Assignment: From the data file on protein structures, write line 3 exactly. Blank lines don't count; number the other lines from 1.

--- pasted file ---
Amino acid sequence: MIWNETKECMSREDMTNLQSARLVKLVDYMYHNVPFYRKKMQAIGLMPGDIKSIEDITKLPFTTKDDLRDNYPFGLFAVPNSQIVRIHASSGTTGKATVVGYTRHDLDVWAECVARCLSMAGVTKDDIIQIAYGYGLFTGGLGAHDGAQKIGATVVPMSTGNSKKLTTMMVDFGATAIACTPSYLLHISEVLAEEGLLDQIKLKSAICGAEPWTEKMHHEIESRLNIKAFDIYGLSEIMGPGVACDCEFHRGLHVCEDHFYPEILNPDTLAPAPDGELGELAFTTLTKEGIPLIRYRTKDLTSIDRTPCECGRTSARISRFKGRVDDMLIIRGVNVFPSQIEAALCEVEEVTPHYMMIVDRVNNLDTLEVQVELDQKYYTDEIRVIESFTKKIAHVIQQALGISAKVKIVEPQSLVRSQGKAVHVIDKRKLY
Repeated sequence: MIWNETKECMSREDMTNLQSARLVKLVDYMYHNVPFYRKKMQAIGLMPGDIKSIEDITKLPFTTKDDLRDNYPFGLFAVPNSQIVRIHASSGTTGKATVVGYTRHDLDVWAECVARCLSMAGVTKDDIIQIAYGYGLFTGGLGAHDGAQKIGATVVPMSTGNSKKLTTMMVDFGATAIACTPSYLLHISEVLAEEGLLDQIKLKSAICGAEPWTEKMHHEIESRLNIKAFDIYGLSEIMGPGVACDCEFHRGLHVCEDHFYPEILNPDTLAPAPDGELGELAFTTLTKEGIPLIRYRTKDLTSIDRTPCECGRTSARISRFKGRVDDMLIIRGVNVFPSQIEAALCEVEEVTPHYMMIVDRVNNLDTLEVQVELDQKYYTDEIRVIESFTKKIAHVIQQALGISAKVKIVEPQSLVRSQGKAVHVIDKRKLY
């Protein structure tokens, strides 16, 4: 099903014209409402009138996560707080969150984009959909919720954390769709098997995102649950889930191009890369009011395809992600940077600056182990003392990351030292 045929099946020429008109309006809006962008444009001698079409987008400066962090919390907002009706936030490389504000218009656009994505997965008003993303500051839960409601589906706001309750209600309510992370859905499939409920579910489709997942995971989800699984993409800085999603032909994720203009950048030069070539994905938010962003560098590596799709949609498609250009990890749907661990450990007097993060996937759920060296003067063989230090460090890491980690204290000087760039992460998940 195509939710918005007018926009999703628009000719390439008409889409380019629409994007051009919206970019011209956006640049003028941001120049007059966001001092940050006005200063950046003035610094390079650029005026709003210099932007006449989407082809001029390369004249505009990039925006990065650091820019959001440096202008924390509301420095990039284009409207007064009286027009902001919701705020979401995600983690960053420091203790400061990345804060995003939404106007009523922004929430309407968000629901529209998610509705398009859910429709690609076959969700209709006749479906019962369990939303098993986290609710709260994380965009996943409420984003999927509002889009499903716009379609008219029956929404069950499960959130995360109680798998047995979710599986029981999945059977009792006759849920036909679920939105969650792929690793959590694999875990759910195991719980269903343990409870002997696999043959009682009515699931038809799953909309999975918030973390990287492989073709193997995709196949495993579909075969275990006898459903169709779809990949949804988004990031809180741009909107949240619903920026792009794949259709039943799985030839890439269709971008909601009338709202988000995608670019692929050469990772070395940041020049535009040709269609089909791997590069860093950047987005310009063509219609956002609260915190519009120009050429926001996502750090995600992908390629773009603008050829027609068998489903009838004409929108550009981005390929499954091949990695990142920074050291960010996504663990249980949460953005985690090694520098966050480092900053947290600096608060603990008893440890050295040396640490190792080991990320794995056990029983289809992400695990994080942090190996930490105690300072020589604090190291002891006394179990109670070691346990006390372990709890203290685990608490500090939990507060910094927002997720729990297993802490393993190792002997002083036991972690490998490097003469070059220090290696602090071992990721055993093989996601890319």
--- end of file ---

């Protein structure tokens, strides 16, 4: 099903014209409402009138996560707080969150984009959909919720954390769709098997995102649950889930191009890369009011395809992600940077600056182990003392990351030292 045929099946020429008109309006809006962008444009001698079409987008400066962090919390907002009706936030490389504000218009656009994505997965008003993303500051839960409601589906706001309750209600309510992370859905499939409920579910489709997942995971989800699984993409800085999603032909994720203009950048030069070539994905938010962003560098590596799709949609498609250009990890749907661990450990007097993060996937759920060296003067063989230090460090890491980690204290000087760039992460998940 195509939710918005007018926009999703628009000719390439008409889409380019629409994007051009919206970019011209956006640049003028941001120049007059966001001092940050006005200063950046003035610094390079650029005026709003210099932007006449989407082809001029390369004249505009990039925006990065650091820019959001440096202008924390509301420095990039284009409207007064009286027009902001919701705020979401995600983690960053420091203790400061990345804060995003939404106007009523922004929430309407968000629901529209998610509705398009859910429709690609076959969700209709006749479906019962369990939303098993986290609710709260994380965009996943409420984003999927509002889009499903716009379609008219029956929404069950499960959130995360109680798998047995979710599986029981999945059977009792006759849920036909679920939105969650792929690793959590694999875990759910195991719980269903343990409870002997696999043959009682009515699931038809799953909309999975918030973390990287492989073709193997995709196949495993579909075969275990006898459903169709779809990949949804988004990031809180741009909107949240619903920026792009794949259709039943799985030839890439269709971008909601009338709202988000995608670019692929050469990772070395940041020049535009040709269609089909791997590069860093950047987005310009063509219609956002609260915190519009120009050429926001996502750090995600992908390629773009603008050829027609068998489903009838004409929108550009981005390929499954091949990695990142920074050291960010996504663990249980949460953005985690090694520098966050480092900053947290600096608060603990008893440890050295040396640490190792080991990320794995056990029983289809992400695990994080942090190996930490105690300072020589604090190291002891006394179990109670070691346990006390372990709890203290685990608490500090939990507060910094927002997720729990297993802490393993190792002997002083036991972690490998490097003469070059220090290696602090071992990721055993093989996601890319």